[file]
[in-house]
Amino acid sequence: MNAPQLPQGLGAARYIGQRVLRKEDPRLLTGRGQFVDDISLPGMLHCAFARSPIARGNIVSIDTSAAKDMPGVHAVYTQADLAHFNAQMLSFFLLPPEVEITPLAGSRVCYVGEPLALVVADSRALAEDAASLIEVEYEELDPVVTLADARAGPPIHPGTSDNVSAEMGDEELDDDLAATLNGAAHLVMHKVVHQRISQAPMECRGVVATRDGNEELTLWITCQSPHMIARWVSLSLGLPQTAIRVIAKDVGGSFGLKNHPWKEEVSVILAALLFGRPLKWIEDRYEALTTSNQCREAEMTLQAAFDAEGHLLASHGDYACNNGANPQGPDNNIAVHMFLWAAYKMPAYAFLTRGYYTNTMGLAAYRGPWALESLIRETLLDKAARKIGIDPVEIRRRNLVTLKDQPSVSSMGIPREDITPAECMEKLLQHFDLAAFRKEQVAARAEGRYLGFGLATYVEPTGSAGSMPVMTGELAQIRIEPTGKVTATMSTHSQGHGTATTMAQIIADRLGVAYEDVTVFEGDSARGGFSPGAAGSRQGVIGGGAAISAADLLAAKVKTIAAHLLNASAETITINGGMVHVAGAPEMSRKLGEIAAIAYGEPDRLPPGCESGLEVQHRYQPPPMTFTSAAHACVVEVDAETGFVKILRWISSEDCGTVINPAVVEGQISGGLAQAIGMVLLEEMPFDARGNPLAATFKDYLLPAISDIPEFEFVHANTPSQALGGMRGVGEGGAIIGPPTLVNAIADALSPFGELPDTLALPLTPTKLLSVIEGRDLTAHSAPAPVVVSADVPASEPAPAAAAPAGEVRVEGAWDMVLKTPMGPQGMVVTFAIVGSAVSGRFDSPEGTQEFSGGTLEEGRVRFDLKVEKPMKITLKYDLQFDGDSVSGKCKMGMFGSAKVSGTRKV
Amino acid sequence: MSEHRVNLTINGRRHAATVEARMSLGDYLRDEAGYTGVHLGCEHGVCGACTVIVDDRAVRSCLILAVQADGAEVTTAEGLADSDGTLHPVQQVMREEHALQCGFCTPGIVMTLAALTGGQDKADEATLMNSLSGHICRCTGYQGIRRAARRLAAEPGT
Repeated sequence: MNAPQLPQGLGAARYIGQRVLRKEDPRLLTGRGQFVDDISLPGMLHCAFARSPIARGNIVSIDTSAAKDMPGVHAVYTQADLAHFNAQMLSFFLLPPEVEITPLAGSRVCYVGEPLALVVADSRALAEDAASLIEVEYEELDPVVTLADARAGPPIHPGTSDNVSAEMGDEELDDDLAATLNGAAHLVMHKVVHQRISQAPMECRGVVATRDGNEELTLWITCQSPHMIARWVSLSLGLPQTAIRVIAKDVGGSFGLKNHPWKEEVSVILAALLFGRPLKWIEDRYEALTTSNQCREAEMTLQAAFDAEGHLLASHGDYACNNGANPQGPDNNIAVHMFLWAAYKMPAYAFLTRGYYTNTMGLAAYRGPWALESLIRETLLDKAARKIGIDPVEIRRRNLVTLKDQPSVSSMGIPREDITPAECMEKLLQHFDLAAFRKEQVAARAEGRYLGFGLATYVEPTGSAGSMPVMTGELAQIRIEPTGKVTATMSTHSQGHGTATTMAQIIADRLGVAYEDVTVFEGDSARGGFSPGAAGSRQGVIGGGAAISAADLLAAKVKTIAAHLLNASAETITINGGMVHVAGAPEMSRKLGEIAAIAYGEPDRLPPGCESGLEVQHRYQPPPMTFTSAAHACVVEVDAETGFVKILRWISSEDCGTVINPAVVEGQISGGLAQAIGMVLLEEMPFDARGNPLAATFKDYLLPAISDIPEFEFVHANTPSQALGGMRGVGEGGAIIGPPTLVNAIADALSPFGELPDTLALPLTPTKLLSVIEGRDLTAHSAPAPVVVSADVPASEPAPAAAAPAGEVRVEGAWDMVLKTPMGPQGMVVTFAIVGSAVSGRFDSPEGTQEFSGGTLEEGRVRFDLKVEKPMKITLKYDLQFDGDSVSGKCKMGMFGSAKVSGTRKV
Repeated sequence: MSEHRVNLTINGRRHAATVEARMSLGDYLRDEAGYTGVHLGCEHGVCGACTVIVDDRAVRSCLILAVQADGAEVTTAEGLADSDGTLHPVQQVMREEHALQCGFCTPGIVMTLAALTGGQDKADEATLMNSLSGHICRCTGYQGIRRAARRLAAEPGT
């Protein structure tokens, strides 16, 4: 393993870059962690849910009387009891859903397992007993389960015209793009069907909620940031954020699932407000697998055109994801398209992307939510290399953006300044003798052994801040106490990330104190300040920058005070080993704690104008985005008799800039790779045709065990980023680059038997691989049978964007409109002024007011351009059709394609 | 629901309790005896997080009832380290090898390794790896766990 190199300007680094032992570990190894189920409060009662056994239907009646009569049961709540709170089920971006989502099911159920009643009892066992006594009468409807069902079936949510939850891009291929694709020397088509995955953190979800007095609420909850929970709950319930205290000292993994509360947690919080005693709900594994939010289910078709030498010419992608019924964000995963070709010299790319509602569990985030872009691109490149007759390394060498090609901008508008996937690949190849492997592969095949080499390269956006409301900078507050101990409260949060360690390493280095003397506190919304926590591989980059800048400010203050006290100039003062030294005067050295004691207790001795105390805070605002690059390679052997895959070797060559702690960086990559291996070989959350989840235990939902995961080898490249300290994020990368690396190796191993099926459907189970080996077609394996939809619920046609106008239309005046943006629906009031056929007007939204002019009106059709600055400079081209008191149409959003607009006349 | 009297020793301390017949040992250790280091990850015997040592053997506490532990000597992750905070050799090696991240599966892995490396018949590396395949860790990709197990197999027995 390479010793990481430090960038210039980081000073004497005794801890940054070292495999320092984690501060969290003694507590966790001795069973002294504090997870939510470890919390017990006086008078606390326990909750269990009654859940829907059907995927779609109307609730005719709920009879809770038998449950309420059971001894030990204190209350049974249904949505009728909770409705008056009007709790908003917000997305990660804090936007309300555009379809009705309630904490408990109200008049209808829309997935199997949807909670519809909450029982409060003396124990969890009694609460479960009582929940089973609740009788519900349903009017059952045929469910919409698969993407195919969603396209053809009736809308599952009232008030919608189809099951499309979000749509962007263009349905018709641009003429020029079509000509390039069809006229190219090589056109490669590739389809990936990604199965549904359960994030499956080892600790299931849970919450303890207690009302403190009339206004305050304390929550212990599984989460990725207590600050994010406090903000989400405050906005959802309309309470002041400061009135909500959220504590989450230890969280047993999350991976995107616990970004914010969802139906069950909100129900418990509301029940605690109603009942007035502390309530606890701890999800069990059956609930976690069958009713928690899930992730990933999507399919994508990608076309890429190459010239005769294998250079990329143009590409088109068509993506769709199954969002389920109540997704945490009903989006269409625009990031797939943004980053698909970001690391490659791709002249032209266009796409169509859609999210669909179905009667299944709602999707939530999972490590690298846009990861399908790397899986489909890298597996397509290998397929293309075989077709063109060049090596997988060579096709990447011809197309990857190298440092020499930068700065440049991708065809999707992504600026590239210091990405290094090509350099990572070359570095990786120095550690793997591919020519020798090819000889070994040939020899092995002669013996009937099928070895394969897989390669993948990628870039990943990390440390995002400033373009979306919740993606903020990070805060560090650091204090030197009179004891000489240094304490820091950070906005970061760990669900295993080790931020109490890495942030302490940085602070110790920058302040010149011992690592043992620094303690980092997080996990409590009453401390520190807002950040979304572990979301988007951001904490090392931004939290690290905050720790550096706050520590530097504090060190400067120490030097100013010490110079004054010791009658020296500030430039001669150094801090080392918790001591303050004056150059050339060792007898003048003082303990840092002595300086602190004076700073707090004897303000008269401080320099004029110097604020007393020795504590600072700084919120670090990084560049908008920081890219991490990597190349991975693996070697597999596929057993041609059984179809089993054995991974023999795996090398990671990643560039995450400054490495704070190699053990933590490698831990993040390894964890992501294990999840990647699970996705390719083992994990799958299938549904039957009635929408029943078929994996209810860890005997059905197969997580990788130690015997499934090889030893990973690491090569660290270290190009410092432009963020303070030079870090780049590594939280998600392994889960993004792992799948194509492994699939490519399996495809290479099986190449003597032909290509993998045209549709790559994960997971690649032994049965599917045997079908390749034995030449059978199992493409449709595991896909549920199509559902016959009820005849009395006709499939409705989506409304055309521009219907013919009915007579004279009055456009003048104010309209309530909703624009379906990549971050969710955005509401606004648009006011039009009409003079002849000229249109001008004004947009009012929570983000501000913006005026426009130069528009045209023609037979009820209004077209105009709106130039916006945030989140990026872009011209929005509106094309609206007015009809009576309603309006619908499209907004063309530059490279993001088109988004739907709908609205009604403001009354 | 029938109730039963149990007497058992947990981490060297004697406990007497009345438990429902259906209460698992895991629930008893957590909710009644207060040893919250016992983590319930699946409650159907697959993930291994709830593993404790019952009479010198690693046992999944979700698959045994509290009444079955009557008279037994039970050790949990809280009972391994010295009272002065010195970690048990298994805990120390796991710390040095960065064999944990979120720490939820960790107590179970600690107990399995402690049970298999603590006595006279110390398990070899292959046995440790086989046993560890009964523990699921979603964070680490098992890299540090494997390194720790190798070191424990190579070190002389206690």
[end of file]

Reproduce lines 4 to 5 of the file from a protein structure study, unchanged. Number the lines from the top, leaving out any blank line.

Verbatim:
Repeated sequence: MNAPQLPQGLGAARYIGQRVLRKEDPRLLTGRGQFVDDISLPGMLHCAFARSPIARGNIVSIDTSAAKDMPGVHAVYTQADLAHFNAQMLSFFLLPPEVEITPLAGSRVCYVGEPLALVVADSRALAEDAASLIEVEYEELDPVVTLADARAGPPIHPGTSDNVSAEMGDEELDDDLAATLNGAAHLVMHKVVHQRISQAPMECRGVVATRDGNEELTLWITCQSPHMIARWVSLSLGLPQTAIRVIAKDVGGSFGLKNHPWKEEVSVILAALLFGRPLKWIEDRYEALTTSNQCREAEMTLQAAFDAEGHLLASHGDYACNNGANPQGPDNNIAVHMFLWAAYKMPAYAFLTRGYYTNTMGLAAYRGPWALESLIRETLLDKAARKIGIDPVEIRRRNLVTLKDQPSVSSMGIPREDITPAECMEKLLQHFDLAAFRKEQVAARAEGRYLGFGLATYVEPTGSAGSMPVMTGELAQIRIEPTGKVTATMSTHSQGHGTATTMAQIIADRLGVAYEDVTVFEGDSARGGFSPGAAGSRQGVIGGGAAISAADLLAAKVKTIAAHLLNASAETITINGGMVHVAGAPEMSRKLGEIAAIAYGEPDRLPPGCESGLEVQHRYQPPPMTFTSAAHACVVEVDAETGFVKILRWISSEDCGTVINPAVVEGQISGGLAQAIGMVLLEEMPFDARGNPLAATFKDYLLPAISDIPEFEFVHANTPSQALGGMRGVGEGGAIIGPPTLVNAIADALSPFGELPDTLALPLTPTKLLSVIEGRDLTAHSAPAPVVVSADVPASEPAPAAAAPAGEVRVEGAWDMVLKTPMGPQGMVVTFAIVGSAVSGRFDSPEGTQEFSGGTLEEGRVRFDLKVEKPMKITLKYDLQFDGDSVSGKCKMGMFGSAKVSGTRKV
Repeated sequence: MSEHRVNLTINGRRHAATVEARMSLGDYLRDEAGYTGVHLGCEHGVCGACTVIVDDRAVRSCLILAVQADGAEVTTAEGLADSDGTLHPVQQVMREEHALQCGFCTPGIVMTLAALTGGQDKADEATLMNSLSGHICRCTGYQGIRRAARRLAAEPGT